KUNMING, June 16 (Xinhua) -- In a subtropical Chinese county that once made most of its money from coal mining, a thriving mango business is leading the fight against overcapacity.
Everyone thought Sun Shaolun was crazy when he was decided to sell a coal mine that brought him 10 million yuan (1.52 million U.S. dollars) each year to start growing mangoes in Huaping County, Yunnan Province.
Sun sold the first fruits grown on deserted mine for 380,000 yuan in 2006 as an experiment before making the bold decision three years later.
"Any mine's resources are limited and you cannot rely on them forever," he said.
Running a coal mine is an anxious business and Sun found himself unable to sleep at night as he fretted over the possibility of accidents that might lead to many deaths and his own incarceration. He did not dare to turn off his mobile even after bedtime. "I was terrified whenever my phone rang at night," he said.
In May 2003, 24 people were killed in a coal mine blast in the county and Sun had no wish to be next.
Overcapacity and the mounting cost of increasingly strict safety regulations led to smaller profits; one more reason to give up the mining business. Coal prices have also dropped from a peak of 1,000 yuan per tonne to just 50 yuan today.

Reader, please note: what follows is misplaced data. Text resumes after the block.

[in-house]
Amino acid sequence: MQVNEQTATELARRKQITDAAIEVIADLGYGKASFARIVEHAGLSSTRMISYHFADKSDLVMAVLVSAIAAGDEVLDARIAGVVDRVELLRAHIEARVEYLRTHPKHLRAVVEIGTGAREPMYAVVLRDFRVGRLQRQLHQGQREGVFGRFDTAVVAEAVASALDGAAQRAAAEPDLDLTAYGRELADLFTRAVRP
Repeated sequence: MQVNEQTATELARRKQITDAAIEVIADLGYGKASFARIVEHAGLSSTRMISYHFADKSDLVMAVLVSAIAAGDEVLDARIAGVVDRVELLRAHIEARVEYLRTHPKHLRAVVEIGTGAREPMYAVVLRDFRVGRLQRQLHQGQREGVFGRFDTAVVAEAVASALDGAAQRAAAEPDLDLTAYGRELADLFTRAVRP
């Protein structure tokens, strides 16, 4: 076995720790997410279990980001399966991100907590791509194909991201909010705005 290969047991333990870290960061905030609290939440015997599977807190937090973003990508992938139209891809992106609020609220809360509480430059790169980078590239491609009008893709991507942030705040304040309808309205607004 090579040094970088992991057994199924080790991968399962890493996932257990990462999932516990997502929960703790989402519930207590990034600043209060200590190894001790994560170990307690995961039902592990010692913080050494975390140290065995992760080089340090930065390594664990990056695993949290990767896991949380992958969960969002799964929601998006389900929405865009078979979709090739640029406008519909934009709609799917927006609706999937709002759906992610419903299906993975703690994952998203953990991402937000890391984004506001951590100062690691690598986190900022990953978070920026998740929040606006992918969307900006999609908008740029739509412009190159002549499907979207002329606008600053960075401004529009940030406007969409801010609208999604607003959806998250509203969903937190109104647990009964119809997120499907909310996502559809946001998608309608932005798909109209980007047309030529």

Sun now makes 1 million yuan a year. He was one of the first mine owners to start growing mango trees in his village and today there are 770 hectares of them there. More than 70 percent of them are on the sites of former mines.
In 2013, Huaping's coal output was worth 4.77 billion yuan, accounting for over 50 percent of the county's total economic output. Then, in 2014, the Yunnan government told Huaping to shut down over 30 mines and upgrade the remaining 50. It was done within a year, by offering a one-off 4 million yuan payment to the owner of each mine that closed.
Huang Changhui was once a miner, now he works on mango plantation, wrapping the fruit in paper and earning 80 yuan a day. He also has a small mango plantation himself. He makes about the same now as he did as a miner .
"I had to learn from scratch. The trees need pesticides, fertilizer and weeding, but it is much more pleasant than being a miner," he said.
Zou Jie says the transformation was a "redemption" for the deteriorated environment that coal brought. Mining consumes trees and years of exploitation had turned vast tracts of land black, with no trees left and no crops nearby.
"Locals never put on a white shirt as it would soon become dirty in the dusty air," she said.
Zou and her husband suspended the family mine and planted mangoes in 2009. They built a processing line and produce mango puree and dried mango.
To encourage the switch from coal to fruit, the government has arranged loans at a reduced rate of interest. These loans have so far cost the government 10 million yuan to cover the interest discount, according to Wang Guohua, head of the agricultural bureau of the county.
The government has also organized free training and study tours to major mango production regions. Experts are invited to visit the farmers.Farmers are also encouraged to buy a mango insurance, with one fifth of the premium paid by the government.
China plans to cut 500 million tonnes of coal capacity completely and consolidate another 500 million tonnes into the hands of fewer, more efficient operators in the next three to five years.